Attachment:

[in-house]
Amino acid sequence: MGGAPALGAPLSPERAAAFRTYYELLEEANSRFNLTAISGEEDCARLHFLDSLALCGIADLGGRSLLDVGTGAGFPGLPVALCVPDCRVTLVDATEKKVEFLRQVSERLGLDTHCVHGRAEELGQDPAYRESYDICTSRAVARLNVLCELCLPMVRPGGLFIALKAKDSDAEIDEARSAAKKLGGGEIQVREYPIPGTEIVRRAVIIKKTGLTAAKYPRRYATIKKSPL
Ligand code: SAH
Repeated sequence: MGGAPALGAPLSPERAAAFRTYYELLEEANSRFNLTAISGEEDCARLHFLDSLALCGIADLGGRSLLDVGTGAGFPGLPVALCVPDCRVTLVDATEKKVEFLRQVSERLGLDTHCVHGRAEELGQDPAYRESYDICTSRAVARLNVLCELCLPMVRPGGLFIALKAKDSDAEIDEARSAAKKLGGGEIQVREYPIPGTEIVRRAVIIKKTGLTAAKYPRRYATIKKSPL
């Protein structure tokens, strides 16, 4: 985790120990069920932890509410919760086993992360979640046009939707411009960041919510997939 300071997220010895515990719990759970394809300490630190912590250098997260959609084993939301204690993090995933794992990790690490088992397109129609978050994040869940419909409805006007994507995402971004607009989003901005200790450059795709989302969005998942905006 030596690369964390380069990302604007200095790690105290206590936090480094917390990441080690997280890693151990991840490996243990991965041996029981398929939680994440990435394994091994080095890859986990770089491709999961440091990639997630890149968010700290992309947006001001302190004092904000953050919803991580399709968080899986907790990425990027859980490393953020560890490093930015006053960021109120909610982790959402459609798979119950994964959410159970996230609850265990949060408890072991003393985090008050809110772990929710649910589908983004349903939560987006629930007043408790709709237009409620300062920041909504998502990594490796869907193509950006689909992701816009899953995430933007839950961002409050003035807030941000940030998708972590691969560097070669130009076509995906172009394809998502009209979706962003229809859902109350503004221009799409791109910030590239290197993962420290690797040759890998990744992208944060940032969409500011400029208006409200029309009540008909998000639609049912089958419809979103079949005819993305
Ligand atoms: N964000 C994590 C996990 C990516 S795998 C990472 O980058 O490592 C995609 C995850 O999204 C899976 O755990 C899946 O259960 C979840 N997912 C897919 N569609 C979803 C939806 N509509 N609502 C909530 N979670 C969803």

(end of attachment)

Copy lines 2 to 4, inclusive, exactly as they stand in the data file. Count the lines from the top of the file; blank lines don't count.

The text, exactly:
Amino acid sequence: MGGAPALGAPLSPERAAAFRTYYELLEEANSRFNLTAISGEEDCARLHFLDSLALCGIADLGGRSLLDVGTGAGFPGLPVALCVPDCRVTLVDATEKKVEFLRQVSERLGLDTHCVHGRAEELGQDPAYRESYDICTSRAVARLNVLCELCLPMVRPGGLFIALKAKDSDAEIDEARSAAKKLGGGEIQVREYPIPGTEIVRRAVIIKKTGLTAAKYPRRYATIKKSPL
Ligand code: SAH
Repeated sequence: MGGAPALGAPLSPERAAAFRTYYELLEEANSRFNLTAISGEEDCARLHFLDSLALCGIADLGGRSLLDVGTGAGFPGLPVALCVPDCRVTLVDATEKKVEFLRQVSERLGLDTHCVHGRAEELGQDPAYRESYDICTSRAVARLNVLCELCLPMVRPGGLFIALKAKDSDAEIDEARSAAKKLGGGEIQVREYPIPGTEIVRRAVIIKKTGLTAAKYPRRYATIKKSPL